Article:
Nigeria’s Huge Population: Beneficial?


Monday, July 1, 2018 / 11:40 AM / FSDH Research 

The National Bureau of Statistics (NBS) estimated the population of Nigeria to be 194 million in 2016, with an average growth rate of 3.28% between 2012 and 2016. Federal Capital Territory, Abuja, recorded the fastest average population growth rate of 9.75%. FSDH Research estimates that Nigeria’s population may grow to 235 million in 2022, given the average growth rates in the population of the states of the federation between 2012 and 2016. This represents an average growth rate of 3.31% between 2016 and 2022. We expect five states to contribute about 26% of the total population in 2022. However, it is unclear if the large population is beneficial to the Nigerian economy.

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Usually, a large population offers a large market size, with immense benefits for economic and commercial activities provided there is a strong purchasing power among the citizenry. Education, healthcare, real estate, consumer goods, financial services, information and communication, power and energy are among the sectors that should benefit from the large population. However, it appears that this is not the case in Nigeria because of several social and economic hindrances in the country.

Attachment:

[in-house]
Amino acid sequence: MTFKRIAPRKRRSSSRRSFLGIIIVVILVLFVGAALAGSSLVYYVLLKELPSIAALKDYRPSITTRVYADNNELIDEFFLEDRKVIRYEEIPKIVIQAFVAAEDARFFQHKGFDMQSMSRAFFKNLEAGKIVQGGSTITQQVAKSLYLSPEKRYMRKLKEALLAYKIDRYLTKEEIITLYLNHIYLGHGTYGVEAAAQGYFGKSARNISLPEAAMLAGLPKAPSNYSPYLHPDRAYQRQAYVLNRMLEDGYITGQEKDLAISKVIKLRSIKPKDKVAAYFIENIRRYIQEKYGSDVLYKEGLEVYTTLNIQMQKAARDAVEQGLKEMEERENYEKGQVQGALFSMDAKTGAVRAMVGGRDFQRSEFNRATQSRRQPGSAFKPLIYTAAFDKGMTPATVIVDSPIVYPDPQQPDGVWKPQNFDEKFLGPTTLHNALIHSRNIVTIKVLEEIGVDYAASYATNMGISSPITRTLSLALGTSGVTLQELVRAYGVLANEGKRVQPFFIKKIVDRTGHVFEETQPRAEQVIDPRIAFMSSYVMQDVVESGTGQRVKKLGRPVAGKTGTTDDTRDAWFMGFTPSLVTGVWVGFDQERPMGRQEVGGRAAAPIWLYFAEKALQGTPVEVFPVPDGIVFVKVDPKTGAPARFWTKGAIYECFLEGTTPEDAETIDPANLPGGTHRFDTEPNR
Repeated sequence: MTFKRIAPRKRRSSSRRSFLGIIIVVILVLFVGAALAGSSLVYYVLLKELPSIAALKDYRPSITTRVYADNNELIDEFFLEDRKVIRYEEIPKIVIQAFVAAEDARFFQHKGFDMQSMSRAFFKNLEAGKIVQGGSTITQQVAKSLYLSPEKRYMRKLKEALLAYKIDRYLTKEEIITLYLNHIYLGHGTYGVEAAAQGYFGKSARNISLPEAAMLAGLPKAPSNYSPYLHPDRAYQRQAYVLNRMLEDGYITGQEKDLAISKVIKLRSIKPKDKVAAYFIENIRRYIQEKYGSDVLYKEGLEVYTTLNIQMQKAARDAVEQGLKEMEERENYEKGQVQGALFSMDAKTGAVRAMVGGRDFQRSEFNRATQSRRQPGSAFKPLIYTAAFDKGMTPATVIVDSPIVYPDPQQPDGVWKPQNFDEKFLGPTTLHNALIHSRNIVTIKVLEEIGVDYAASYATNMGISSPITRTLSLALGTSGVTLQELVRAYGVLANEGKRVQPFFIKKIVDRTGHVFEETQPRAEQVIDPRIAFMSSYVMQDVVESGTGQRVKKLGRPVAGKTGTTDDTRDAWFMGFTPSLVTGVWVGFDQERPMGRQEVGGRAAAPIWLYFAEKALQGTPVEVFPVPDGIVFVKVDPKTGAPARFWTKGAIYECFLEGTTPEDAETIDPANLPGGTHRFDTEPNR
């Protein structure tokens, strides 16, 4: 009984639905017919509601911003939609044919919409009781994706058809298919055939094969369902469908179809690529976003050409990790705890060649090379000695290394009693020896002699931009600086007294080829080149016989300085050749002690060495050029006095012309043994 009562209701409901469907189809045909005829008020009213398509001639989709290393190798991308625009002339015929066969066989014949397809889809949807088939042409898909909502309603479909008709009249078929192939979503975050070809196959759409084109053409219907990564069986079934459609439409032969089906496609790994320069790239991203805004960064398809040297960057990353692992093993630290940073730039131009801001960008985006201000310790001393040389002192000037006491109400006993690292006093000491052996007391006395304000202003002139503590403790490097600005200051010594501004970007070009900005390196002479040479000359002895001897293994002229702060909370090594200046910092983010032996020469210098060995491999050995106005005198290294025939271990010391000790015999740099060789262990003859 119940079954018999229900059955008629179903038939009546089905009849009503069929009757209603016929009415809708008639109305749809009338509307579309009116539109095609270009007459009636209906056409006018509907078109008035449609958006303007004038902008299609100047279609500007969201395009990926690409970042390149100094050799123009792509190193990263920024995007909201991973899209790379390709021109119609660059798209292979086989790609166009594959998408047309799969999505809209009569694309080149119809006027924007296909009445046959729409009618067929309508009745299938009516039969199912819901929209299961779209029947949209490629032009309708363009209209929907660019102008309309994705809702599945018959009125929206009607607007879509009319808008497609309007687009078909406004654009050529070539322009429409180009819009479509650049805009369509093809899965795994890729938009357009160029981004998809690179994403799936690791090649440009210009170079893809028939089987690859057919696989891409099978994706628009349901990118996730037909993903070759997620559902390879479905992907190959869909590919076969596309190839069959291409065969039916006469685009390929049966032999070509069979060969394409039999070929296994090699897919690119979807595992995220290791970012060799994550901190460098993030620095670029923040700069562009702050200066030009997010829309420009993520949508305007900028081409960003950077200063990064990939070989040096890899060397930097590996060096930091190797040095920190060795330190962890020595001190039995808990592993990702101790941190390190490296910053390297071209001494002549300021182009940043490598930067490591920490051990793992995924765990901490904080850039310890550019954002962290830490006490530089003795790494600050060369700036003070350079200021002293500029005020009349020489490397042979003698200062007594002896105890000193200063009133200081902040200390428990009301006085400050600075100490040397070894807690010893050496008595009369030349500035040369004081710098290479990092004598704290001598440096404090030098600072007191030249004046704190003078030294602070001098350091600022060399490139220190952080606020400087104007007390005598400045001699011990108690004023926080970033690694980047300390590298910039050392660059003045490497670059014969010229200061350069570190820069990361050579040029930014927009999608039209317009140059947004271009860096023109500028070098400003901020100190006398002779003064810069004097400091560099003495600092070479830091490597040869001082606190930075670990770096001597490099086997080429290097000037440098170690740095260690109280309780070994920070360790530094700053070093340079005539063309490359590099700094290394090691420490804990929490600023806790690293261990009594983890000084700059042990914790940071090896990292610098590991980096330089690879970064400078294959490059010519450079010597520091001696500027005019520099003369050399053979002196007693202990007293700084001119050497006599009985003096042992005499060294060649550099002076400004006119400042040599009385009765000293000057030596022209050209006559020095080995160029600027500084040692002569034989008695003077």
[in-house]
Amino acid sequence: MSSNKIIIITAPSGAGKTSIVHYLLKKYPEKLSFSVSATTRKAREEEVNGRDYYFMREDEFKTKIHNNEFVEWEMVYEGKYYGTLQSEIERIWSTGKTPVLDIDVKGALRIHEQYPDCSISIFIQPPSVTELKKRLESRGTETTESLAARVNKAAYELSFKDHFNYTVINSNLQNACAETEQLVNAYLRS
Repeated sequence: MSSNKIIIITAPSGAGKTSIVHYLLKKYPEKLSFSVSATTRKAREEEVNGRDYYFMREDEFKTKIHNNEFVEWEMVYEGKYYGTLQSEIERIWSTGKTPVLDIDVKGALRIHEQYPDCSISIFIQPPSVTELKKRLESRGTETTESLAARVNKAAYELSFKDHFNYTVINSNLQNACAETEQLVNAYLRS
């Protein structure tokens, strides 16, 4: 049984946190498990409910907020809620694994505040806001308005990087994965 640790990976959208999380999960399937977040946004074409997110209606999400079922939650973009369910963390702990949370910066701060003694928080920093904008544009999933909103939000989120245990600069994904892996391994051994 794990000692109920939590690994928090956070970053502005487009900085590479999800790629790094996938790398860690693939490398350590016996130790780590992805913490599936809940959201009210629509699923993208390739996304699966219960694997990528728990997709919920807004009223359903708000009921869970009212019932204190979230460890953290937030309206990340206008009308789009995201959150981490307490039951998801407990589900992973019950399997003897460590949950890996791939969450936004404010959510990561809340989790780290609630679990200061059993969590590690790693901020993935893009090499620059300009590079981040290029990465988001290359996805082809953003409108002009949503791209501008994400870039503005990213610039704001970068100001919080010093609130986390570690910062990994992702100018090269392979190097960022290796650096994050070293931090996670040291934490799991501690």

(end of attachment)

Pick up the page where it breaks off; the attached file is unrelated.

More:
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FSDH Research notes that the growth rate in the economy in the last three years is lower than the population growth rate. This trend may continue in the next five years unless urgent measures are taken. The latest unemployment rate from the NBS stood at 18.8% as at Q3 2017. If this trend continues, FSDH Research forecasts that a total of 18 million Nigerians will be unemployed by 2022, compared with 15 million unemployed as at Q3 2017.

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A high unemployment rate has both economic and social implications, including high poverty levels, dependency ratio, crime rate and social unrest. These can be addressed with a combination of coordinated policies. Nigeria could unlock the huge benefits inherent in her large population with appropriate policy implementation. Some of the policies include: investment in quality education, healthcare services and establishment of technical centres for skills acquisition. In addition, policy makers and economic managers should create an enabling business environment that would attract investments (both local and foreign) and foster business expansion in order to create jobs.

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